Authors: Gabrielle Kent
For Satish, for yesterday and tomorrow.
There were many things Nora Emmett disapproved of. These included whistling, tropical fruit, sandals, children who didn't hold doors open for her, children who assumed she
doors opening for her â in fact she pretty much disapproved of children altogether. However, at this moment as she sat up in bed listening to the darkness, the thing she disapproved of most of all was whatever had woken her at three o'clock in the morning.
She didn't have long to wait before the sheep started bleating again. Reaching out into the darkness, she struck a match and lit the oil lamp on the night stand with an uncanny accuracy that came from years of practice. Mrs Emmett didn't quite trust electricity yet.
The brass bedstead creaked as she got up, wriggled into her tartan slippers and shuffled downstairs to investigate.
Setting the oil lamp down next to the stove, she pulled the kitchen nets aside and peered out into the night. The bleating had died down to an occasional terrified
. Whatever had frightened the sheep was still out there. It was probably the same rustlers that had taken two cows from the Merryweather farm last month. Well, they weren't going to get any of
flock. She pulled on her overcoat and wellies, grabbed her shotgun from the pantry and filled her pockets with cartridges from the biscuit tin next to the teabags.
The kitchen door clicked shut behind her as she stepped outside. Tucking the shotgun under her arm, she hitched up her nightie and crept through the orchard, silently weaving between the twisted plum trees towards the sheep pen. The new moon cast only a little light on to the farm, which was shrouded in the kind of darkness that makes it impossible to see your own feet. The dark didn't bother her. She didn't approve of the kind of skies where the glow of street lights was always present and you couldn't see the stars. This was night as it should be.
The bleating had stopped and the sheep were eerily silent now. Nearing the pen, she could make out wet crunching noises punctuated with deep grunts. Something was in with the sheep and it wasn't human. Could it be wolves? She hadn't heard of wolves in Hexbridge, not for many years.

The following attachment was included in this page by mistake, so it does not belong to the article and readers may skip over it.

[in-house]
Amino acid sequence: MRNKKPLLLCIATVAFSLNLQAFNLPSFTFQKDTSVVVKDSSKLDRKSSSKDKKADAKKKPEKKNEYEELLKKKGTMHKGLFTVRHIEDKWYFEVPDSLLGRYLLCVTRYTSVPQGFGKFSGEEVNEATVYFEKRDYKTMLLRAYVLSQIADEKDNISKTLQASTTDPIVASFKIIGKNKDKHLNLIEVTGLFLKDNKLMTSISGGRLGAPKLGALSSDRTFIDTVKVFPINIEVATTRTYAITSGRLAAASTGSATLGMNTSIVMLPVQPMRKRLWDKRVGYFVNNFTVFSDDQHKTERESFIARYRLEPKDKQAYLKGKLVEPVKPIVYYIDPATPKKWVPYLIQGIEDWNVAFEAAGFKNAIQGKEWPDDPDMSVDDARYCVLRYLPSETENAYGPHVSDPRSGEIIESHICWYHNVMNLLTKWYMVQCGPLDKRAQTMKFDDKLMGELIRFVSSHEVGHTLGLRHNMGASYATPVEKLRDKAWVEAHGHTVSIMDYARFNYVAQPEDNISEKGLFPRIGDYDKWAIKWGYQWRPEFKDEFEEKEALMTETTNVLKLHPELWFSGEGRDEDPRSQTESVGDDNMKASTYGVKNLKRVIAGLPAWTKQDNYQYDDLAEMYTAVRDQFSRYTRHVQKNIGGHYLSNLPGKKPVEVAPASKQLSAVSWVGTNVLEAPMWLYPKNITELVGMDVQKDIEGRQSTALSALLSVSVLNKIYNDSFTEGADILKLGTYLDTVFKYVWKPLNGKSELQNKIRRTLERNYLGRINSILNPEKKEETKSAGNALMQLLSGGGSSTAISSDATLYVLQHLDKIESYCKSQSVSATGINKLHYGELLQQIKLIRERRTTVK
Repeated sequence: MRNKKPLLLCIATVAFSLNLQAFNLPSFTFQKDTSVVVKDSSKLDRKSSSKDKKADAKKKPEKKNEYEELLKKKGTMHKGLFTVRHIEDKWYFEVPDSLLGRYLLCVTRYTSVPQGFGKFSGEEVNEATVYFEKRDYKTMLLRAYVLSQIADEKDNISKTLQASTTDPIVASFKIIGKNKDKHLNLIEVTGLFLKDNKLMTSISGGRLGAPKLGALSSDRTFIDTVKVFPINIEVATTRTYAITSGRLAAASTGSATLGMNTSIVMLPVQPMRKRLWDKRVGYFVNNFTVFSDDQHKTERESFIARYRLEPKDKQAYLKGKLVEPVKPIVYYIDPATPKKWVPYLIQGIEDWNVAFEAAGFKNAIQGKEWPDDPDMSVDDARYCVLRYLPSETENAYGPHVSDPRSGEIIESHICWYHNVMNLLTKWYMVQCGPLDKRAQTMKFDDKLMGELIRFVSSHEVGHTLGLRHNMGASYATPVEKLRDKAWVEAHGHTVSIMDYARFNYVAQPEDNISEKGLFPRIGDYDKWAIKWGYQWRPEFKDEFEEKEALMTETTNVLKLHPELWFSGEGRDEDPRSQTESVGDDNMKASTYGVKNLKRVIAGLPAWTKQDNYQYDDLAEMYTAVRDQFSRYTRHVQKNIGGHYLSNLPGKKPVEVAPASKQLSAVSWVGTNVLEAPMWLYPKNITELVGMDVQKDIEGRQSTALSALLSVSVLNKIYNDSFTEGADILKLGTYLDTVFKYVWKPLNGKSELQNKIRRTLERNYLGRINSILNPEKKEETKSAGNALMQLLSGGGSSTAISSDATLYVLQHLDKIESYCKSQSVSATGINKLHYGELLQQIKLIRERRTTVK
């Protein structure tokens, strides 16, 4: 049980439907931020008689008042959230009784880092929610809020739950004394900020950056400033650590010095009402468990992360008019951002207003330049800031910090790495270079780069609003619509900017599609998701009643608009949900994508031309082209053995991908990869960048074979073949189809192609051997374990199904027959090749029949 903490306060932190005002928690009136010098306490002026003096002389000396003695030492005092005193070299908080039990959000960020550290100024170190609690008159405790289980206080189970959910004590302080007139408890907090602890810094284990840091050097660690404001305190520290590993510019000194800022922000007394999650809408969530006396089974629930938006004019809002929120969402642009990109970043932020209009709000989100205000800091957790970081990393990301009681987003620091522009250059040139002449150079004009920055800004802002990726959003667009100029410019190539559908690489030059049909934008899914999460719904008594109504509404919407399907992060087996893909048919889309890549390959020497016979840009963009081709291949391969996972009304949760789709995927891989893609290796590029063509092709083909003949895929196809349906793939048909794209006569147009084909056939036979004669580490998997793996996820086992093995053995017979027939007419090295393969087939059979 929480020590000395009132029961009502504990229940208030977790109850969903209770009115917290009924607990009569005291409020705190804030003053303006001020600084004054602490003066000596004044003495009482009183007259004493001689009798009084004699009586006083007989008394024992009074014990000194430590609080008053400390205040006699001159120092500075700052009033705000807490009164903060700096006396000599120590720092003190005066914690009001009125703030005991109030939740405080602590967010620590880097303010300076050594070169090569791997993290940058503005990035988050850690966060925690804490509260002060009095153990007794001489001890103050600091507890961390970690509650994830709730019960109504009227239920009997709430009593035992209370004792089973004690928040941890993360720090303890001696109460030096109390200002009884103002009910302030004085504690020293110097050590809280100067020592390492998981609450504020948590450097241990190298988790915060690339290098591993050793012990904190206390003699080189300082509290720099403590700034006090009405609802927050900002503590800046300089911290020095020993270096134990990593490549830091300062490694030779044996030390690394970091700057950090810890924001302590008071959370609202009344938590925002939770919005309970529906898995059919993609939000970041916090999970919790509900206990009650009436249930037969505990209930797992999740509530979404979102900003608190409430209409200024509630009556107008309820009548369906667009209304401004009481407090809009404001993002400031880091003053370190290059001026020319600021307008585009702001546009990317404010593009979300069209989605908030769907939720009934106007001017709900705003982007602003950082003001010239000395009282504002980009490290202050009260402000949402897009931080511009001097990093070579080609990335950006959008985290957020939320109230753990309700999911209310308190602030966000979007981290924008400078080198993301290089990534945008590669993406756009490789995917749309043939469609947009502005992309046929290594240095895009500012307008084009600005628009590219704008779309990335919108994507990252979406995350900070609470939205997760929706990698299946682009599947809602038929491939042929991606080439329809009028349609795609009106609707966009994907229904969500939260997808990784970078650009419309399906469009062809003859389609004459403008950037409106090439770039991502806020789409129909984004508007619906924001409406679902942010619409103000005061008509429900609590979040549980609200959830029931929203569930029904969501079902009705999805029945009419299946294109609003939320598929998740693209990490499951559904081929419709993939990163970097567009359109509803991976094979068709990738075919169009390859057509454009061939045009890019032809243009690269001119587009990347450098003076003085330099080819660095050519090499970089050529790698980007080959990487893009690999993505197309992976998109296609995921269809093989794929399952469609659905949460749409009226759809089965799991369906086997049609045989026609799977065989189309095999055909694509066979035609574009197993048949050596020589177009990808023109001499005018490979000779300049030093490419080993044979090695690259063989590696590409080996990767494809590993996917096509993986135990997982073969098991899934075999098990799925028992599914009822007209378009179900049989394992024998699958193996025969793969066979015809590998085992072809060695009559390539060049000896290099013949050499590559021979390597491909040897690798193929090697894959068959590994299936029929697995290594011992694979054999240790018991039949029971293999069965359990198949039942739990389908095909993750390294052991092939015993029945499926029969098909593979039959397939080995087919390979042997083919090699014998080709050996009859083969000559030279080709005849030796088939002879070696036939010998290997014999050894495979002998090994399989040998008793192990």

Her eyes adjusted to the blackness and she could just about make out a mass of sheep huddled together in one corner of the pen. The whole flock was constantly in motion as each animal clambered over the others, trying to get as far as possible from whatever was in there with them. Mrs Emmett crept forwards to investigate.
The crunching stopped and the frantic bleating started again as a huge, dark shape reared up between her and the pen. She had never heard sheep make noises like that before, not even in the slaughterhouse. Instinctively she raised the shotgun and fired two shots directly into the shadowy mass.
The recoil threw her to the ground and she was nearly deafened by a loud bellow, like an elephant and lion roaring at the same time. Tearing her nightie from the grip of the brambles, she clambered to her feet, only to reel back from the hot, stinking breath of the thing that towered above her.
She looked up.
Two pairs of yellow eyes as large as saucers glared down at her. The stench of sulphur filled her nostrils as the creatures began to hiss softly. As the noise became louder she took a long deep breath. With amazing speed she reloaded, snapped the barrel shut, jammed the butt to her shoulder and aimed right between the eyes of the closest creature. Squeezing the trigger, she shouted louder than she ever had in all her eighty-two years,
The hammer clicked feebly as the gun failed to fire. The eyes seemed to half close into a smile as her mighty roar dwindled into silence. The hiss was now like a pressure cooker at full steam. A scorching gust of wind hit her, blowing off her nightcap and sending her hair and nightie billowing. With eyes closed tight, Mrs Emmett shielded her face from the searing wind as a white-hot flash ended her worries about sheep for ever. As the gun dropped from her hands, she just had time for one final entry on the list of things she disapproved of.
As Alfie Bloom rocked back on his chair and enjoyed the lively chatter that filled the classroom, he had the strange sensation he was being watched.
It was the last day before the summer holidays. The sun streamed through the windows promising six weeks of glorious freedom, and Mrs Harris had declared a free afternoon. Most of the pupils had brought in board games and were arguing loudly over who was winning and who was cheating. The arty students were drawing and painting pictures or scribbling biro tattoos on to each other's arms.